RF provides an additional advantage-it crosses the water-to-air boundary. That capability would allow underwater vehicles to collaborate with air vehicles without having to use surface buoys.

New technologies

Many companies around the world have given emphasis on developing modern underwater surveillance systems which are now being deployed by many navies.

South Korean company LIG Nex1 has developed Harbor Underwater Surveillance System (HUSS) is a surveillance system-consisting of a sound locator and other sensors-installed at major ports to detect, identify and track hostile targets infiltrating underwater. A submersible passive sonar system is installed in the open sea to enable early detection of enemy submarines, surface ships and semi-submarine boat while a magneto-acoustic detection device is installed in the inland waterways to detect and track surface ships, submarines, transfer ships and other underwater infiltration. In the inner harbor, high- frequency active sonar, radar and electro-optical detection equipment are used to detect and track special operations forces as well as submarines.

Norway’s Kongsberg has been an international supplier of integrated combat systems for submarines and surface navy vessels, with lengthy experience as a supplier of active and passive sonar systems, including underwater vehicle technology.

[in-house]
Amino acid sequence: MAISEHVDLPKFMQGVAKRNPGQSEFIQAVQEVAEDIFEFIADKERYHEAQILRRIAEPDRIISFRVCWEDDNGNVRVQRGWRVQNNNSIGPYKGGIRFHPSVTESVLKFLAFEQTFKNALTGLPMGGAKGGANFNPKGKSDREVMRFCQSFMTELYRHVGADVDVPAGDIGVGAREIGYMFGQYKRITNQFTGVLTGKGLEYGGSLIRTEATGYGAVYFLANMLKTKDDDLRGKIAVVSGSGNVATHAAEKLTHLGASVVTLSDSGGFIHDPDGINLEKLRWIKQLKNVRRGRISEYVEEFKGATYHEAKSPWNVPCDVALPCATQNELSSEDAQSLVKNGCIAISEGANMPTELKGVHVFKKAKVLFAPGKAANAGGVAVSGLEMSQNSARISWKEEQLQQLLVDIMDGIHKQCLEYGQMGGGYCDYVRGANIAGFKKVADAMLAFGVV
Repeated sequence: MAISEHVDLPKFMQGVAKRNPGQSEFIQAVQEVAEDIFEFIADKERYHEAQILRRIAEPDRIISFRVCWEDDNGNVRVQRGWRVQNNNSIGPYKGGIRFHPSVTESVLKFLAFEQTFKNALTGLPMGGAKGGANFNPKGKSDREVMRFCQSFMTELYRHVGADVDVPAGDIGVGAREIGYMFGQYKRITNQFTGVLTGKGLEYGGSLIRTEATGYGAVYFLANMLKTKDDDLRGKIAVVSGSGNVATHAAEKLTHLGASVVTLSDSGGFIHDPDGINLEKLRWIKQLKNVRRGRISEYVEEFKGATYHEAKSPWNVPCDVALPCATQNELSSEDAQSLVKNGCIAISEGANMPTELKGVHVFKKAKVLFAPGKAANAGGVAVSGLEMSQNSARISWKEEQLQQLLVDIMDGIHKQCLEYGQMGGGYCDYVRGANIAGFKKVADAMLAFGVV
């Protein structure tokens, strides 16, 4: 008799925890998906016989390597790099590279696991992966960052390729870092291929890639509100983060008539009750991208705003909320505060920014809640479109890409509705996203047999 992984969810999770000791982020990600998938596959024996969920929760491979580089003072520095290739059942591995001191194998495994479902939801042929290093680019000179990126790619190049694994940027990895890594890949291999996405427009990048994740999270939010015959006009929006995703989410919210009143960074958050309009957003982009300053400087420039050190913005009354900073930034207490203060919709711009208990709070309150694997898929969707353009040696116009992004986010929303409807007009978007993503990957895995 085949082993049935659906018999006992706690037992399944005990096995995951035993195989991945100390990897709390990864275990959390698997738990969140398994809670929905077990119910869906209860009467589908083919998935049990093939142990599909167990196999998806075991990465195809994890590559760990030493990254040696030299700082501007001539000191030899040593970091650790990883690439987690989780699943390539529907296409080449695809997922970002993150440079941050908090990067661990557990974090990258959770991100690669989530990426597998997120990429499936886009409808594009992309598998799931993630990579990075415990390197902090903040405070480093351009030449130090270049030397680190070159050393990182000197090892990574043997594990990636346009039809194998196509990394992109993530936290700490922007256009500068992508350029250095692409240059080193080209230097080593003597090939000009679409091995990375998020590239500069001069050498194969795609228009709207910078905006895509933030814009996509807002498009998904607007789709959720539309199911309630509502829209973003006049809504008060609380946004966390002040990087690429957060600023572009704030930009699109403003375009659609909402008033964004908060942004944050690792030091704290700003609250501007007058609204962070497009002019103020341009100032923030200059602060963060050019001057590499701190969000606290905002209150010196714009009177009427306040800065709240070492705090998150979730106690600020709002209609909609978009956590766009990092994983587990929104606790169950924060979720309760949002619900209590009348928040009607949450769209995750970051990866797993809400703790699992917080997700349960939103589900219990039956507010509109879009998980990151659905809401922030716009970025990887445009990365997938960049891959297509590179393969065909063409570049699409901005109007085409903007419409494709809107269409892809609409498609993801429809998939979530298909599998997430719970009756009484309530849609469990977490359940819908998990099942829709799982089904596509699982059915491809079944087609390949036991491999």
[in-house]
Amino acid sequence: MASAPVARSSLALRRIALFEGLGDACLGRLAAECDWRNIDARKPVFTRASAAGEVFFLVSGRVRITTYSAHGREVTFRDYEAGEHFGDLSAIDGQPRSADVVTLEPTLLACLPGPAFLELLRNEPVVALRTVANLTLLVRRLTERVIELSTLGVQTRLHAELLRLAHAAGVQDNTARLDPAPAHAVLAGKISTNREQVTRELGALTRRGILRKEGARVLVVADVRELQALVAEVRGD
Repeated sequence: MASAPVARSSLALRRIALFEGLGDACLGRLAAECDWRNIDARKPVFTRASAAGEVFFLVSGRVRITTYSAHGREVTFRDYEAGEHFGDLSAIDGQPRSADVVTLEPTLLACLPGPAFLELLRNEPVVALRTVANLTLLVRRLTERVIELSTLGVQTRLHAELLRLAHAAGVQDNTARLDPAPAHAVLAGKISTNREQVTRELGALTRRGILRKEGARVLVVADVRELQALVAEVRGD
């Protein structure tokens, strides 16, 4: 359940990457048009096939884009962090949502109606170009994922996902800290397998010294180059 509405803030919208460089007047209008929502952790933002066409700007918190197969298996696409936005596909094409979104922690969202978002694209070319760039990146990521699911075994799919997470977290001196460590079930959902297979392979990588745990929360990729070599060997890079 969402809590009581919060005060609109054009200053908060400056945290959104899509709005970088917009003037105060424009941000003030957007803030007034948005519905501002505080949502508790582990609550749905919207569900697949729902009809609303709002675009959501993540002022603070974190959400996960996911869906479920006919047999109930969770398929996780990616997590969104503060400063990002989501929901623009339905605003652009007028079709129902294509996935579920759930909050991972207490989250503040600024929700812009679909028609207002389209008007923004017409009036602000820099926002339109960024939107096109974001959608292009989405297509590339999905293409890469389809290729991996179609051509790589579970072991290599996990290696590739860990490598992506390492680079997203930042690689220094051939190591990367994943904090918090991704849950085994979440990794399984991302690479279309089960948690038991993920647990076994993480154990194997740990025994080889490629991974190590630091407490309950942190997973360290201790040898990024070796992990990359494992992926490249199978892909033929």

Kongsberg Mesotech traces its roots back to 1973 and the development of high-resolution single-beam scanning sonar, prior to its acquisition by SIMRAD and then subsequently by the Kongsberg Group. The earliest and most successful developer of multibeam sonar for diver detection, Kongsberg has a large installed customer base that includes the US Navy, the US Coast Guard Service, and other NATO navies and customers around the world.

Kongsberg Maritime Camera Group is a world leader in providing innovative underwater imaging and CCTV surveillance technology that is built to support the most demanding military, offshore, scientific and maritime applications with more than 25 years’ involvement.

Its Diver detection sonar (DDS) has evolved to accomplish a variety of missions. These systems have multi-mission capability and are easily interchangeable from one type of deployment to another. The DDS9000 series meets the requirements for multi-mission capability. The system can be lowered by a winch cable, tripod-mounted for either fixed-position or mobile deployments. The DDS 9000 series’ sonar head’s weight of less than 200 pounds (90 kg) allows for easy deployment by a small crew. Most importantly, this deployment flexibility is achieved without sacrificing detection performance. DDS systems can be integrated easily into larger C2/C4ISR systems to provide greater situational awareness.